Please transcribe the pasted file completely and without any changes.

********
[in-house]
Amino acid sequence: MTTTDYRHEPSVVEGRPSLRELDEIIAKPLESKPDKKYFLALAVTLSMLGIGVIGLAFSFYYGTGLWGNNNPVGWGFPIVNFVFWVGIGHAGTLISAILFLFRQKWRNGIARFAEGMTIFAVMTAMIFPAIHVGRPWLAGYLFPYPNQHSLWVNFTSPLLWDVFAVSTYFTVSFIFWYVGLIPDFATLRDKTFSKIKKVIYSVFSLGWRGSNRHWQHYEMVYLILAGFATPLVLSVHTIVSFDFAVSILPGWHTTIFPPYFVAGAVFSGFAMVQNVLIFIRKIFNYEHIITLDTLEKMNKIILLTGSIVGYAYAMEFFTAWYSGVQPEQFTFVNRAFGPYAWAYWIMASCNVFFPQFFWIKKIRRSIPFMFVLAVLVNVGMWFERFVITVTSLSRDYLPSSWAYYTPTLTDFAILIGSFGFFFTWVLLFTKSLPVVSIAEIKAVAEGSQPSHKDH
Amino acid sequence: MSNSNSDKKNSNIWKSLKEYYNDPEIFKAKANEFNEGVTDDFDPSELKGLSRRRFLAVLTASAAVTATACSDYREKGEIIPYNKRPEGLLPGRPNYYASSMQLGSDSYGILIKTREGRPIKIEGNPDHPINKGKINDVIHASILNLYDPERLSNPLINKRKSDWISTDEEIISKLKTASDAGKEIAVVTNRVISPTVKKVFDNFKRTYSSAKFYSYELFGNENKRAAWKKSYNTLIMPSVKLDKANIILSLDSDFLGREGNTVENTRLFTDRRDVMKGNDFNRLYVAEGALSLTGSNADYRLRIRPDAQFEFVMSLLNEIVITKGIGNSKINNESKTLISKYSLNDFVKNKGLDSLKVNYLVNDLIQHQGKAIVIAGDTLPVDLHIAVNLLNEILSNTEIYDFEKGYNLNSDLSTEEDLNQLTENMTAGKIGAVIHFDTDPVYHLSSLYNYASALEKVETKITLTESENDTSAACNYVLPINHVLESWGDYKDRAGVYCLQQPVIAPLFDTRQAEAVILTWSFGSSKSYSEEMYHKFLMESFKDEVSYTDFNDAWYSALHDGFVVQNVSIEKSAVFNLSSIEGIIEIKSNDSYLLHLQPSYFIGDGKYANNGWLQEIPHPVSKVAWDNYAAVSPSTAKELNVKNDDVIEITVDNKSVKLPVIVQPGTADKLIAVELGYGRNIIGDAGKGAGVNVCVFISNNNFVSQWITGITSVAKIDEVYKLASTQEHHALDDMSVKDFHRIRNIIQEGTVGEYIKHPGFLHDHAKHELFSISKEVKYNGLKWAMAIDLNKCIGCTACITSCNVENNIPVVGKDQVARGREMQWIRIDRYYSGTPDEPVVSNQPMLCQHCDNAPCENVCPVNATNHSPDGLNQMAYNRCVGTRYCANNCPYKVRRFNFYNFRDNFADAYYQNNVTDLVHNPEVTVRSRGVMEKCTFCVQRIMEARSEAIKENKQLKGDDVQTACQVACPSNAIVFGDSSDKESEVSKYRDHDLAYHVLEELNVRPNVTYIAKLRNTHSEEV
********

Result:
[in-house]
Amino acid sequence: MTTTDYRHEPSVVEGRPSLRELDEIIAKPLESKPDKKYFLALAVTLSMLGIGVIGLAFSFYYGTGLWGNNNPVGWGFPIVNFVFWVGIGHAGTLISAILFLFRQKWRNGIARFAEGMTIFAVMTAMIFPAIHVGRPWLAGYLFPYPNQHSLWVNFTSPLLWDVFAVSTYFTVSFIFWYVGLIPDFATLRDKTFSKIKKVIYSVFSLGWRGSNRHWQHYEMVYLILAGFATPLVLSVHTIVSFDFAVSILPGWHTTIFPPYFVAGAVFSGFAMVQNVLIFIRKIFNYEHIITLDTLEKMNKIILLTGSIVGYAYAMEFFTAWYSGVQPEQFTFVNRAFGPYAWAYWIMASCNVFFPQFFWIKKIRRSIPFMFVLAVLVNVGMWFERFVITVTSLSRDYLPSSWAYYTPTLTDFAILIGSFGFFFTWVLLFTKSLPVVSIAEIKAVAEGSQPSHKDH
Amino acid sequence: MSNSNSDKKNSNIWKSLKEYYNDPEIFKAKANEFNEGVTDDFDPSELKGLSRRRFLAVLTASAAVTATACSDYREKGEIIPYNKRPEGLLPGRPNYYASSMQLGSDSYGILIKTREGRPIKIEGNPDHPINKGKINDVIHASILNLYDPERLSNPLINKRKSDWISTDEEIISKLKTASDAGKEIAVVTNRVISPTVKKVFDNFKRTYSSAKFYSYELFGNENKRAAWKKSYNTLIMPSVKLDKANIILSLDSDFLGREGNTVENTRLFTDRRDVMKGNDFNRLYVAEGALSLTGSNADYRLRIRPDAQFEFVMSLLNEIVITKGIGNSKINNESKTLISKYSLNDFVKNKGLDSLKVNYLVNDLIQHQGKAIVIAGDTLPVDLHIAVNLLNEILSNTEIYDFEKGYNLNSDLSTEEDLNQLTENMTAGKIGAVIHFDTDPVYHLSSLYNYASALEKVETKITLTESENDTSAACNYVLPINHVLESWGDYKDRAGVYCLQQPVIAPLFDTRQAEAVILTWSFGSSKSYSEEMYHKFLMESFKDEVSYTDFNDAWYSALHDGFVVQNVSIEKSAVFNLSSIEGIIEIKSNDSYLLHLQPSYFIGDGKYANNGWLQEIPHPVSKVAWDNYAAVSPSTAKELNVKNDDVIEITVDNKSVKLPVIVQPGTADKLIAVELGYGRNIIGDAGKGAGVNVCVFISNNNFVSQWITGITSVAKIDEVYKLASTQEHHALDDMSVKDFHRIRNIIQEGTVGEYIKHPGFLHDHAKHELFSISKEVKYNGLKWAMAIDLNKCIGCTACITSCNVENNIPVVGKDQVARGREMQWIRIDRYYSGTPDEPVVSNQPMLCQHCDNAPCENVCPVNATNHSPDGLNQMAYNRCVGTRYCANNCPYKVRRFNFYNFRDNFADAYYQNNVTDLVHNPEVTVRSRGVMEKCTFCVQRIMEARSEAIKENKQLKGDDVQTACQVACPSNAIVFGDSSDKESEVSKYRDHDLAYHVLEELNVRPNVTYIAKLRNTHSEEV